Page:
Migration and asylum policy
Swedish migration policy covers refugee and immigration policy, returns, support for repatriation and the connection between migration and development. It also includes cooperation at international level on these issues.
Migration and asylum policy is by nature a cross-border issue. People move between different countries in the world. Some are forced to flee persecution, while others move for economic and social reasons. They may do so to start a family, work or study in another country. They may also move to another country in the hope of finding better prospects for the future. Migration often has a major impact on the development of both country of origin and country of destination.
The objective is to guarantee a migration policy that is sustainable in the long term and that, within the framework of regulated immigration, safeguards the right of asylum, facilitates cross-border mobility, promotes needs-based labour immigration, makes use and takes account of the development impacts of migration and deepens European and international cooperation.
Sweden must take its share of the responsibility for the international protection of refugees. An important part of this responsibility is to provide protection - through resettlement in Sweden - for people fleeing in a third country who do not have access to any other permanent solution. Sweden is to engage in constructive cooperation with the UN Refugee Agency (UNHCR) and to have a humane refugee policy, as well as be a place of refuge for people fleeing persecution and oppression. The possibility of seeking asylum must be safeguarded and the trend in Europe towards more closed borders must be opposed. One of the Government's primary objectives in the area of migration is common asylum rules for countries in the EU. All EU Member States must share the responsibility for offering protection to refugees. If Sweden has to shoulder a disproportionate share of the responsibility for refugee situations around the world in relation to comparable countries, this will eventually raise questions about the sustainability of our asylum system.
Sweden has created an efficient and flexible system for labour immigration. The new rules for labour immigration entered into force on 15 December 2008 and their aim is to facilitate the recruitment of labour from third countries. An employer who cannot meet his or her labour needs with employees from EU/EEA countries or Switzerland is allowed to employ a third-country national if it can be ensured that the terms of employment and insurance protection are equivalent to those that would apply for an employee already in Sweden.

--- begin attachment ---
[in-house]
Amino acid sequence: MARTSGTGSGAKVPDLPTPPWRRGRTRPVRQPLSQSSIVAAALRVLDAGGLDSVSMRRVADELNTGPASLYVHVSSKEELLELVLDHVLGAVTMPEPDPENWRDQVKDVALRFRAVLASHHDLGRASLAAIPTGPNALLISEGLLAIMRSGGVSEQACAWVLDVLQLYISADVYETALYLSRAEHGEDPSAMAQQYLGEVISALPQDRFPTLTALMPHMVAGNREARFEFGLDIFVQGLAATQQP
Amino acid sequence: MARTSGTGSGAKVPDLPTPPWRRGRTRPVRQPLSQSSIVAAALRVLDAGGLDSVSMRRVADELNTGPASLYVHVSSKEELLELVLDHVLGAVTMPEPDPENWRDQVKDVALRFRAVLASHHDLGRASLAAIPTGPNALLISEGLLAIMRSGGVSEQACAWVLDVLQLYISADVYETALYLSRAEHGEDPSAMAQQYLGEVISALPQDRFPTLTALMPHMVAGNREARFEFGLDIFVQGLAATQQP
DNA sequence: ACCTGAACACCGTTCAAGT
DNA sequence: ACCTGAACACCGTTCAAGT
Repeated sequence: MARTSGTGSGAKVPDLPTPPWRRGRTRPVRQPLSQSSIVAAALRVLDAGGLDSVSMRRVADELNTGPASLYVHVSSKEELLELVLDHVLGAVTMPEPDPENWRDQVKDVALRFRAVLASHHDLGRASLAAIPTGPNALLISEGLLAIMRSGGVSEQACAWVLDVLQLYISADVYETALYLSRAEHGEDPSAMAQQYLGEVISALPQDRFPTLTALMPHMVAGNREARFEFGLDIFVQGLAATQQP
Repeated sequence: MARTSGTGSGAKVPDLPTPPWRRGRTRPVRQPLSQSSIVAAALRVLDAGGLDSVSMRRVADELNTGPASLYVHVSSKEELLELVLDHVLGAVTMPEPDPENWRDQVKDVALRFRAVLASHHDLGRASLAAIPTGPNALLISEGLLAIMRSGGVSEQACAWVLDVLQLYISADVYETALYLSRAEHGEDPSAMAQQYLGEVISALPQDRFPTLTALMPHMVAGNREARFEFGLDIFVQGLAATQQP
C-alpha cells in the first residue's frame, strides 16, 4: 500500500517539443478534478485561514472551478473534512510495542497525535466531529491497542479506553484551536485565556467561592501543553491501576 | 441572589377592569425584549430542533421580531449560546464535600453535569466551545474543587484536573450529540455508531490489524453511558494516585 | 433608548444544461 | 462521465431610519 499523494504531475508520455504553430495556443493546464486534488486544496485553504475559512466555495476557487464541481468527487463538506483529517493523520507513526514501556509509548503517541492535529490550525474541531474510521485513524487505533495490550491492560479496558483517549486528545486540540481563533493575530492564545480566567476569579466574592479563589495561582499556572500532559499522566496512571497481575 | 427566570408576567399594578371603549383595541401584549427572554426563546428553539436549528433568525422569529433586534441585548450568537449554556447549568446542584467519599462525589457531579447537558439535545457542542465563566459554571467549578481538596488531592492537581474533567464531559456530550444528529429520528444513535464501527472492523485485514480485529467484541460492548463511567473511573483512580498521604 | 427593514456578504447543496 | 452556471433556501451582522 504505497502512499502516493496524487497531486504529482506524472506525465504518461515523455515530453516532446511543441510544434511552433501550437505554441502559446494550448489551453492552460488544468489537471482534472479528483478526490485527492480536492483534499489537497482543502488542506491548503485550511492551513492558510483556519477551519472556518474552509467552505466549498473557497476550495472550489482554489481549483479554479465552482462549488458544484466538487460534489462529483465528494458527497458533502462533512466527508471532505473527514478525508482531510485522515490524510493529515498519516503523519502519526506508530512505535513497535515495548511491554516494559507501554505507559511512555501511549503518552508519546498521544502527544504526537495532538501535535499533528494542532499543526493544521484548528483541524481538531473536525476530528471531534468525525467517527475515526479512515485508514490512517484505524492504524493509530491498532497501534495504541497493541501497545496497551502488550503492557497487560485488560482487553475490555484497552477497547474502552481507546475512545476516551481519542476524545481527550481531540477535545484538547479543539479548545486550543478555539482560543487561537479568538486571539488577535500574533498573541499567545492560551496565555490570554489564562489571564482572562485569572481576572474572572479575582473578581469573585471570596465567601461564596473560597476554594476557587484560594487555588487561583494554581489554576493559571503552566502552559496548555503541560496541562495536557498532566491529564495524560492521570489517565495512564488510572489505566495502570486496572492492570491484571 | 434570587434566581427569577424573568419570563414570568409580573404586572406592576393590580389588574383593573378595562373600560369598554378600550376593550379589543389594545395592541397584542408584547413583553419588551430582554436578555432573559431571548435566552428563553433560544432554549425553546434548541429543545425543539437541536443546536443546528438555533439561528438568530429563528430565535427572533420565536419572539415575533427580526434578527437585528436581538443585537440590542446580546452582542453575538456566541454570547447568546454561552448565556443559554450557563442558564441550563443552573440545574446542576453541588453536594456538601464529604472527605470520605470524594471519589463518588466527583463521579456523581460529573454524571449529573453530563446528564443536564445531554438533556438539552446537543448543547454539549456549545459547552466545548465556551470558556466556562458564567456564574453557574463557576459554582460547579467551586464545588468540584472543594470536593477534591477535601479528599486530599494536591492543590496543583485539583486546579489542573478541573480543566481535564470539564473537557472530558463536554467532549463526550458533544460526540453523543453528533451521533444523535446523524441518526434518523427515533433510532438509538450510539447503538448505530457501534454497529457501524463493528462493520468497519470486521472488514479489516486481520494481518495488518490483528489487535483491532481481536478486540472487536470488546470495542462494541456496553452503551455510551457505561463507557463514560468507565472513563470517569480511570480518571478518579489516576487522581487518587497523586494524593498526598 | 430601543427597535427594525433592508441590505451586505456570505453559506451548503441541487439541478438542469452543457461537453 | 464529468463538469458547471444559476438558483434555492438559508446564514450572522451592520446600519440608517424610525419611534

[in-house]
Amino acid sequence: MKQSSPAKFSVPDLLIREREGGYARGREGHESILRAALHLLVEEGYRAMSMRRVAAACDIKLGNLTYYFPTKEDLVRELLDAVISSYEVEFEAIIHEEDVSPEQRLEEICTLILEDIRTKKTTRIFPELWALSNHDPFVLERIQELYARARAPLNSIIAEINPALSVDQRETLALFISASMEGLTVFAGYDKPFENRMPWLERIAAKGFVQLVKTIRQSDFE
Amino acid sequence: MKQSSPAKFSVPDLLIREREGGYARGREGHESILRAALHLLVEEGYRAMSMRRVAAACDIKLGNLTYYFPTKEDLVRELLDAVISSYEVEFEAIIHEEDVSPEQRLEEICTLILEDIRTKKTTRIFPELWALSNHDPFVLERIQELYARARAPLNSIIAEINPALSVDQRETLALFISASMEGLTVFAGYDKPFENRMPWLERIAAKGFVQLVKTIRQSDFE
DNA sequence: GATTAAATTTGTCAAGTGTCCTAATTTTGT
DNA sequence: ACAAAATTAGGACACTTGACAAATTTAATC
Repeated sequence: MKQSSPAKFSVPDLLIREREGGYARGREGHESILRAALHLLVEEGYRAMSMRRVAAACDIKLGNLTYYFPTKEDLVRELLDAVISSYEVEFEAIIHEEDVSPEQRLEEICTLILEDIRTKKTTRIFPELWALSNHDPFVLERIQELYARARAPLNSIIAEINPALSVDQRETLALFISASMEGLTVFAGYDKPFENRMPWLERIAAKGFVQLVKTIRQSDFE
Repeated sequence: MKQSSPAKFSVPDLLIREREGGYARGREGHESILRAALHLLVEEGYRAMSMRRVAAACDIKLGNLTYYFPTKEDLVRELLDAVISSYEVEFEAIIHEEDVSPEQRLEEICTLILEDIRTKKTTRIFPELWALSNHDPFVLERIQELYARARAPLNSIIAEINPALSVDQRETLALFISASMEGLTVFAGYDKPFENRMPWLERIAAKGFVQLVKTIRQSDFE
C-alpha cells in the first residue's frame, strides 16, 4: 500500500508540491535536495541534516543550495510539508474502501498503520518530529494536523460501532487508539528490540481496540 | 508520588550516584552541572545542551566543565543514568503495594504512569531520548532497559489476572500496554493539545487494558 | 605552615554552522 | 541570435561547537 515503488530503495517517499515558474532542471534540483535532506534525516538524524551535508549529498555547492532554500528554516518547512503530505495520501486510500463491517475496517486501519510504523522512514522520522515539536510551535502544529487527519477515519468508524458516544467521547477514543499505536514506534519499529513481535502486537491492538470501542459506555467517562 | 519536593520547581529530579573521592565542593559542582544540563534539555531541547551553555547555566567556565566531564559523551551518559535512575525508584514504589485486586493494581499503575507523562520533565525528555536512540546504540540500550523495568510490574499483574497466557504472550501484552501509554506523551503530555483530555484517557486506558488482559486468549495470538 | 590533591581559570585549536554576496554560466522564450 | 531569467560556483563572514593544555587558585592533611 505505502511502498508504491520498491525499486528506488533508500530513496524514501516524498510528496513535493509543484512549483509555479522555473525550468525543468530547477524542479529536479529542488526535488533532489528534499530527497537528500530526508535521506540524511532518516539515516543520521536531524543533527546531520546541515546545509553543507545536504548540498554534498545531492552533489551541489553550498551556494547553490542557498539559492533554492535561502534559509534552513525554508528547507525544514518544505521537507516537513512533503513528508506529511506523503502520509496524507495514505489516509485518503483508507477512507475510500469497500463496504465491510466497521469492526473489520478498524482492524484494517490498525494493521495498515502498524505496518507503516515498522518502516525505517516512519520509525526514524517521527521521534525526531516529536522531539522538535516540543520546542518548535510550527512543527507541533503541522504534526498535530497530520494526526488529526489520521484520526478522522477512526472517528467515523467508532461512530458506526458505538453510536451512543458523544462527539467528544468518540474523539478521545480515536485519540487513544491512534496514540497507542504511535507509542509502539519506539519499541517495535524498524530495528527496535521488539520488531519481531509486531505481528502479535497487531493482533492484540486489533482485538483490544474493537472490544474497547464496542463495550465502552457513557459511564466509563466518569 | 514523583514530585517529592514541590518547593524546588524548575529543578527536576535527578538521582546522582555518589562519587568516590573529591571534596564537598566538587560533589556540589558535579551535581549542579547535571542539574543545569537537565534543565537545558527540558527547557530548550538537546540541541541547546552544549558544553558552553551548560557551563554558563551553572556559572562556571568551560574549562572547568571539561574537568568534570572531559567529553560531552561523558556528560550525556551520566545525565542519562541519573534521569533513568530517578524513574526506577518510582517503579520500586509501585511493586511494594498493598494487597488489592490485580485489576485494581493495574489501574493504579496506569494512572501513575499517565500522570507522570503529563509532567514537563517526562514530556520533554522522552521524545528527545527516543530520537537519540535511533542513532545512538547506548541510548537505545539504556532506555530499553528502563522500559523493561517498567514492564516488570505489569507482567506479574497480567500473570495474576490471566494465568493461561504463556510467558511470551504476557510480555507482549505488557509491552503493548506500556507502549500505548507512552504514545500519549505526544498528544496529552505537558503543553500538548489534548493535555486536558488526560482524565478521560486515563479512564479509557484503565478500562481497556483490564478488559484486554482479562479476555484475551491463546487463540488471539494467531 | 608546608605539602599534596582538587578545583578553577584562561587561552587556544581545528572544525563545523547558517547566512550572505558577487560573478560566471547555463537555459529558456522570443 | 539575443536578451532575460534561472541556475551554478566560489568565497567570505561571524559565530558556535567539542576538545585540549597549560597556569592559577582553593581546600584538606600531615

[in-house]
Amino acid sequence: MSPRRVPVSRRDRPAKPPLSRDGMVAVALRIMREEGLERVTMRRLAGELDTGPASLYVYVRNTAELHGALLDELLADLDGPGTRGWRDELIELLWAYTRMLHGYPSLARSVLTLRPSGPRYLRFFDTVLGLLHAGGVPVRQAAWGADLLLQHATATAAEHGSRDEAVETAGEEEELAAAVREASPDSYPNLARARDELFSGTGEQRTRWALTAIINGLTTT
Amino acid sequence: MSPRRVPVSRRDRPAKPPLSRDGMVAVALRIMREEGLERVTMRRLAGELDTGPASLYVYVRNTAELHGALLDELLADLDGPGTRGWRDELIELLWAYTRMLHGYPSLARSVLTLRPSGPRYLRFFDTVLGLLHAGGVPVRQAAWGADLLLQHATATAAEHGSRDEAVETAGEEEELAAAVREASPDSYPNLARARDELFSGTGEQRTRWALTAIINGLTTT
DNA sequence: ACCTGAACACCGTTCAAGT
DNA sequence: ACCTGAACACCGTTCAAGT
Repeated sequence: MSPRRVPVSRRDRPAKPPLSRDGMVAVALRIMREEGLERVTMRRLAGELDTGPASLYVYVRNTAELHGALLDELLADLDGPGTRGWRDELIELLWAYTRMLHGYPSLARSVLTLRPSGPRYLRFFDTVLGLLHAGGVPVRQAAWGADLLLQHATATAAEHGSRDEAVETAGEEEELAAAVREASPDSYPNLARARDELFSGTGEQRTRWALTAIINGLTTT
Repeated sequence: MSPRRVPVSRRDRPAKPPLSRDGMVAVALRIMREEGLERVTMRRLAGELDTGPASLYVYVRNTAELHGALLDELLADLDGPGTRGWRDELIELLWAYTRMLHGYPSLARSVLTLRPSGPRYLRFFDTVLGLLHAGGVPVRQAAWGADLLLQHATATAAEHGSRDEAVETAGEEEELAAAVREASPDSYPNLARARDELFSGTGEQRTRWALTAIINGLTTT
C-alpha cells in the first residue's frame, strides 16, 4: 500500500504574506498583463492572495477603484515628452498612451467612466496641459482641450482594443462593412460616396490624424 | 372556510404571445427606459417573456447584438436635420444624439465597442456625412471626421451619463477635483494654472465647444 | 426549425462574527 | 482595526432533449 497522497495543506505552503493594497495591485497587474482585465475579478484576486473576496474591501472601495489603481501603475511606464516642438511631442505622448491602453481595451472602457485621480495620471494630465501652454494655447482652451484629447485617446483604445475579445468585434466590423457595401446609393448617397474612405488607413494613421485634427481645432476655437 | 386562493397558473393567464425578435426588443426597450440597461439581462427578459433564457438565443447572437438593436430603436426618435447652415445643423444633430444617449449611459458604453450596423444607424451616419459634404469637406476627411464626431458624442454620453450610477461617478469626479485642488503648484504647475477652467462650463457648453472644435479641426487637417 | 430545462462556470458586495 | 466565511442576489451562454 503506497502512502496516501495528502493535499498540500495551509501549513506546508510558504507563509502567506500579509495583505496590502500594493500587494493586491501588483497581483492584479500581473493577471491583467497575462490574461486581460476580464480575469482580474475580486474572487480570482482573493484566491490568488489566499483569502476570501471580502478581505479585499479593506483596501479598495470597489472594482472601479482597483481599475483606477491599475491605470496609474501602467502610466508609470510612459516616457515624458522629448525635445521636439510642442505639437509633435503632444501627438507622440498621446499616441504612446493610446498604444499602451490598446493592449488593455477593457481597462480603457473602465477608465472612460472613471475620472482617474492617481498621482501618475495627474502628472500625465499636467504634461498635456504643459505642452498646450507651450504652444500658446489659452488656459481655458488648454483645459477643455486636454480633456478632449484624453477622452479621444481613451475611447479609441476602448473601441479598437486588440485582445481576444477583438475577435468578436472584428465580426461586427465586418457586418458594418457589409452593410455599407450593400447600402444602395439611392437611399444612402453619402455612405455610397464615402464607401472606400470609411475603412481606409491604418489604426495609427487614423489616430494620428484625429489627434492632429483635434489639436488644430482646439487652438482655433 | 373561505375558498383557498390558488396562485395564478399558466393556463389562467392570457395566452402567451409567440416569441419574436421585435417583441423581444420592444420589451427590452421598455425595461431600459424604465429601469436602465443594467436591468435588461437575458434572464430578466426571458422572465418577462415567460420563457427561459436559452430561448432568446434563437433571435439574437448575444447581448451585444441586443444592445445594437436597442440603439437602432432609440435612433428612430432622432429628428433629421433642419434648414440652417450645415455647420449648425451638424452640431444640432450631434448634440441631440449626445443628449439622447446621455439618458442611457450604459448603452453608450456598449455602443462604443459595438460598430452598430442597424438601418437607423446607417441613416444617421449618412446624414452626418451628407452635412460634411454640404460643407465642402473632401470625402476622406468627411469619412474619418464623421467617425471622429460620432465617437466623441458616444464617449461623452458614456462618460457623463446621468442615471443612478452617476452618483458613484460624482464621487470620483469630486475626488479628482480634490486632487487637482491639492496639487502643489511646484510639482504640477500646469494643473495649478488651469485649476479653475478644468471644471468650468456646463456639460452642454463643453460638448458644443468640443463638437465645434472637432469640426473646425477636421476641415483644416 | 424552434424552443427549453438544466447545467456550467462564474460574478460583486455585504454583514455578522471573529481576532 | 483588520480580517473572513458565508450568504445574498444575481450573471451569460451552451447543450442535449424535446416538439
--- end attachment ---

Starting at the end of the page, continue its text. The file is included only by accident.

A large part of the political work in the area of asylum and migration takes place within the context of EU cooperation. The EU ministers responsible for asylum and migration issues meet regularly in the Justice and Home Affairs Council (JHA). The JHA Council usually meets two to four times per six-month period.
With the 1999 Treaty of Amsterdam, asylum and migration issues became part of Community law. In the 2004 Hague Programme the Member States decided to develop a common asylum system. The Stockholm Programme adopted in 2009 states that a common asylum process is to be established by 2012 at the latest. The goal is to achieve a higher joint level of protection and more equal protection throughout the EU, and to ensure greater solidarity among the EU Member States.
The migration issue has come to play an increasingly prominent role in EU external relations in recent years. The EU helps, in partnership with third countries, to build up institutions, legislation and other capacity for dealing with migration in countries of origin and transit.
The Government and the Riksdag determine the direction of migration policy.
The Swedish Migration Board is responsible for migration, refugee, repatriation and citizenship issues.
Decisions of the Swedish Migration Board in asylum and citizenship cases can be appealed to one of the four migration courts, i.e. the administrative courts in Stockholm, Gothenburg, Malmö and Luleå. Reviews of the decisions of migration courts are made in a third instance, a Migration Court of Appeal, which is the Administrative Court of Appeal in Stockholm.